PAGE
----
We must have a system that will allow us to handle these challenges by modeling the supply chain in the relationships that I just described, being able to handle a production and purchasing arrangement between the company and their vendors. Microsoft Dynamics AX can model very nicely the finished SKU or finished good and all of the subcomponents of the finished good. We cannot only create our internal steps or production routing, but we can also create what is called a subcontractor work order or subcontractor relationship that resides within that supply chain network. For example, my process in the U.S. as a manufacturer is to screen print on an NBA jersey, but I purchase the blank jersey from someone in China. I have an exclusive relationship with that vendor in China, by which I can model their capacity and by which I can model a production order that is going through that vendor’s facility. The issue is that in order to invoke that relationship, I am actually purchasing a service from them, as well as purchasing the product itself. So you have to have the ability to have a purchase order and a production order so that you track the execution of the production but you can also execute the purchase from that vendor, and that’s the difference in the supply chain today.

Microsoft Dynamics AX allows you to engage with that vendor by modeling a work center at the vendor location; therefore, you can model the capacity, you can model a production work order going through that capacity, and you can purchase the service which is associated to that production. Transportation logistics can be modeled from a distribution perspective as well. You can model a warehouse location at that vendor and you can model the warehouse location at the back end of your supply chain, finally connecting them with a transportation operation between. This allows full visibility to when it is produced, when it leaves the vendor’s factory, when it’s on the water, when it arrives at the port, then arriving at your distribution center where you can complete your necessary activities of the supply chain process and distribute to the customer.

Microsoft Dynamics AX truly allows you to model that global sourcing supply network, and with the multi-site/multi-location capabilities of AX, you are able to model different countries in different ways for that product. Product with varying prices across countries, varying costs and BOMs, etc… but at the end of the day it is the same finished good item.

As manufacturers become more concerned about the need for technology that is capable of working across a network of trading partners, our customers look to Microsoft Dynamics AX as their go-to ERP software of choice which plays a vital role in centralizing transaction data and managing the global supply chain.

Let’s look at some ways Microsoft Dynamics AX can help meet these challenges for Consumer Packaged Goods manufacturers.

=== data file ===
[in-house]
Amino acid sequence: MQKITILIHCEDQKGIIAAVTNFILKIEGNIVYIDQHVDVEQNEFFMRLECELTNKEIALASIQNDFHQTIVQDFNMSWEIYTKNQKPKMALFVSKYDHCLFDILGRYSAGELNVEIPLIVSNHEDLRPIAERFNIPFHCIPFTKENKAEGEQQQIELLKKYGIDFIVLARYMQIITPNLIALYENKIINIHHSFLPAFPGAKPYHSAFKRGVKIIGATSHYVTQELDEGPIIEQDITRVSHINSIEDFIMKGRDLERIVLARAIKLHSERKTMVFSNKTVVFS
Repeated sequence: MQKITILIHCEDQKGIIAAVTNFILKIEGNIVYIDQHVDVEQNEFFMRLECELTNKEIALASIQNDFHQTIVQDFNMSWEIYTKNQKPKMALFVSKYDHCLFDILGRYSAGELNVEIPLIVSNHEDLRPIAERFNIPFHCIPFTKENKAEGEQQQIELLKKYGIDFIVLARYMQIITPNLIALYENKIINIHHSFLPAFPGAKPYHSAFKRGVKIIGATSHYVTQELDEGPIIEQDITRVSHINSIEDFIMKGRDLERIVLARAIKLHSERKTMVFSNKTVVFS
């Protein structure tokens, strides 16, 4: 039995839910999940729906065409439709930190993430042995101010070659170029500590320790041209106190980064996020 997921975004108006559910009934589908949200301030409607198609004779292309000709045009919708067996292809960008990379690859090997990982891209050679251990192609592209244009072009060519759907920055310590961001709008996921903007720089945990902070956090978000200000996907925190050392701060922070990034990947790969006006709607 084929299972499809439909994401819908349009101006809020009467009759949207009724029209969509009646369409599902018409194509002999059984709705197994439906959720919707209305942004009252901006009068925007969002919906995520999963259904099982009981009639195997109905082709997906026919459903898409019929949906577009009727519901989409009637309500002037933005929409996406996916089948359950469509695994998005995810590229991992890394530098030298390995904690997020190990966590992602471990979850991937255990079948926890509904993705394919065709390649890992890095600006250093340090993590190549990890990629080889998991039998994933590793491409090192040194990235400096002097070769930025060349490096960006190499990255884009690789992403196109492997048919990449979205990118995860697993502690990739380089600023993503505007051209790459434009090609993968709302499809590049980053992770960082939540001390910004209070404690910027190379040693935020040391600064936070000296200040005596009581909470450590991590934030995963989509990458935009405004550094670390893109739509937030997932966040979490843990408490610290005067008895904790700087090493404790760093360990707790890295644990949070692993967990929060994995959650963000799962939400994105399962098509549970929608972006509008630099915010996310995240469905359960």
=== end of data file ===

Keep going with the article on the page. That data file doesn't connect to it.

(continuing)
• Flexible Modeling to Meet Your Needs – Microsoft Dynamics AX offers flexibility through its unified models which provides a set of application concepts that reflect real-world business situations providing customers the flexibility to easily modify their organizational processes to meet their changing business needs. For instance, AX offers complete product modeling capabilities that can include the different variations of products being used within specific processes which helps prevent having to develop workarounds and invest in additional customizations to make the ERP fit in your product attributes.
  • Increase Visibility – Visibility leads to your service capability. When your vendor can update the status of the work in process, you will know when you can service that due date for that sales order. An integrated ERP solution like Microsoft Dynamics AX provides access to critical real-time information about customers, suppliers, products, processes and the data needed to make informed decisions. Whether you need up-to-date inventory levels or to check production schedules, with Microsoft Dynamics AX you get the real-time information and insight into the supply chain that you need.
  • Reduce and Control Costs – An inefficient and poorly managed supply chain can negatively impact every aspect of an organization, jeopardizing the performance of a company. With Microsoft Dynamics AX you can optimize your supply chain by centralizing data, standardizing processes, and gaining the visibility you need to optimize your business.

Manufacturers must embrace change if they want to make the improvements necessary to compete in this dynamic, increasingly complex industry. We’ve seen the companies which have successfully adapted and evolved their supply chain are now, not only the survivors in the industry, but have become the leaders in the market. While we are starting to see a shift that shows many companies’ manufacturing processes returning to the United States, and returning to a vertical manufacturing model, business will benefit from a system that is agile and powerful enough to work domestically and globally.